Gnomon Quotes

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Gnomon Gnomon by Nick Harkaway
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Gnomon Quotes Showing 1-30 of 77
“Being a little less good than someone who is brilliant is a failure to be cherished.”
Nick Harkaway, Gnomon
“Am I a fraud, then, or a scholar? I am both, of course, as we all are. Half of what I know I do not believe. Half of what I believe I cannot prove. For the rest, I hope to muddle through and my mistakes go without comment.”
Nick Harkaway, Gnomon
“The human condition is most accurately chronicled in pulp, I think. The ugly and ordinary lusts, the contradictory drives, are all ignored by more self-consciously poetic writers striving to peel away the dross to reveal the inner person who of course exists only as the sum of the dross.”
Nick Harkaway, Gnomon
“… it had almost nothing to do with computers, the modernity I was trying to understand. Computers were the bones, but imagination,ambition and possibility were the blood. These kids, they simply did not accept that the world as it is has any special gravity, any hold upon us. If something was wrong, if it was bad, then that something was to be fixed, not endured. Where my generation reached for philosophy and the virtue of suffering, they reached instead for science and technology and they actually did something about the beggar in the street, the woman in the wheelchair. They got on with it. It wasn’t that they had no sense of spirit or depth. Rather they reserved it for the truly wondrous, and for everything else they made tools.”
Nick Harkaway, Gnomon
“Hah! Both. Good girl. I’m Chase. It’s from the French word for “chair.” Evidently at some point after we left the old home continent for Marseilles my family made its living from the cutting and shaping of wood into uncomfortable furniture. I know it was uncomfortable because I’ve sat on it: awkward in all the wrong places. I like to introduce myself that way, it lets people know what they’re in for.”
Nick Harkaway, Gnomon
“All stories are one story, in the end.”
Nick Harkaway, Gnomon
“Questions that trouble the mind are the only ones worth considering.”
Nick Harkaway, Gnomon
“Finance by itself is ruthless, and that ruthlessness is its salvation. The real disasters are only possible when you bring politics into it, because politics is about pretending to care.”
Nick Harkaway, Gnomon
“Perhaps there was another life, not so sad, that I missed somehow this time, and will have in another world.”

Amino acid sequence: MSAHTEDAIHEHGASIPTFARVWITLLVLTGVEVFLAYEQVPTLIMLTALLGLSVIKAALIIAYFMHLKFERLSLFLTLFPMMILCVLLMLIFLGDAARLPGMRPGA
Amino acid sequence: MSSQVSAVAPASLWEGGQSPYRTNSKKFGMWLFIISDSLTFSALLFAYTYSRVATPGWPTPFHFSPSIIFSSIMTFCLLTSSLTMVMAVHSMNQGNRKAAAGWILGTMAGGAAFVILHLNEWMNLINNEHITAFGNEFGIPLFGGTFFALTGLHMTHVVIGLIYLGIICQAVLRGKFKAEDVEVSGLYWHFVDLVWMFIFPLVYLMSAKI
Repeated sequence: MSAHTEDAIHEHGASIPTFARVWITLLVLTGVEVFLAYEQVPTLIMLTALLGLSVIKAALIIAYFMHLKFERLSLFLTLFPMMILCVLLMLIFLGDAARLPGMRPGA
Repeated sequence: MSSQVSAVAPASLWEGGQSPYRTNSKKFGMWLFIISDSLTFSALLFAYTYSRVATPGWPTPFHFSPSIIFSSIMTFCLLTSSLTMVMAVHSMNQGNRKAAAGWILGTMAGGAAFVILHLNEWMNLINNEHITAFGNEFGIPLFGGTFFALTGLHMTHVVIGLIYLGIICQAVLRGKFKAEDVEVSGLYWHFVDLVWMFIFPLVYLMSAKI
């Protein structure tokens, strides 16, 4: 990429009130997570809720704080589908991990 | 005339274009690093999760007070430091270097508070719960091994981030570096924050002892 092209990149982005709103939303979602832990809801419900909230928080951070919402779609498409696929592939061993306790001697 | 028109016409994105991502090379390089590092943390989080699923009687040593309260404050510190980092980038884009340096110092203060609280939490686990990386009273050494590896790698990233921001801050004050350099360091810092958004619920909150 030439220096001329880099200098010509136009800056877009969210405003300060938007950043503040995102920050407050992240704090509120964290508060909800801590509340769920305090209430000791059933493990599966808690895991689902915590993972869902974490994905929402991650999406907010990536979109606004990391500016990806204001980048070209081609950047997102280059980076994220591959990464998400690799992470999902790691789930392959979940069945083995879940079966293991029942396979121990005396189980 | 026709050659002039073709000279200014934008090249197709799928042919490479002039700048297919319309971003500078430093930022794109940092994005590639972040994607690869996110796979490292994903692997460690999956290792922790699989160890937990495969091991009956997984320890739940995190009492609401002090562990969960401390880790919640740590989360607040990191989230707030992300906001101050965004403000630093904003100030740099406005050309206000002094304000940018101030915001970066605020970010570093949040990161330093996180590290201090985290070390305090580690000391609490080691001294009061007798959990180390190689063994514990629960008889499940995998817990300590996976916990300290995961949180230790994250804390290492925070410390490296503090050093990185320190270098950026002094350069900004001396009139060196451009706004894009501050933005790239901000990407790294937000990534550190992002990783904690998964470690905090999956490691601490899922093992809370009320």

Nick Harkaway, Gnomon
“Just because something is done according to the law does not mean that it is lawful. Law is made in the image of an ideal. One can make a law that does not reflect that image, and that law may be a law without being lawful.”
Nick Harkaway, Gnomon
“I am forever confounded by those who would establish a way of doing things that all others must follow or be deemed unhappy. Sometimes the best things are found in unlikely places.”
Nick Harkaway, Gnomon
“That power may counterfeit the action of justice in most cases, but justice incomplete is not justice, it is the anticipation of wrong.”
Nick Harkaway, Gnomon
“Once, I saw a remarkable series of photographs which showed the different compositions of human tears. It had not ever occurred to me until that moment that tears of joy might be measurably different from tears of anger or sorrow, but they are. Cause matters. If you cry from slicing an onion, the structure of your tears resembles the undergrowth in a pine forest. Remembrance is a grid pattern, like the map of New York City, but from each block emerge soft, questing tendrils, as if the body of the tear itself reaches out for what is lost. By comparison, other tears are plain. Elation is etiolated and fragile, grief is sparse, rage is linear, horror is jagged. Of all the pictures in the collection, only remembrance was complex. So what tears, now, is my body crying up above in the daylight?”
Nick Harkaway, Gnomon
“The devil in the detail is that Smart Crowds are fragile. With a very little adulteration, they cease to be smart at all, and become remarkably stupid, or indeed self-harming. They are susceptible to stampeding by demagogues, poisoning by bad information. They can be made afraid, and when they do they become mobs. They can be divided by scapegoating and prejudice, bought off in fragments, even just romanced by pretty faces.”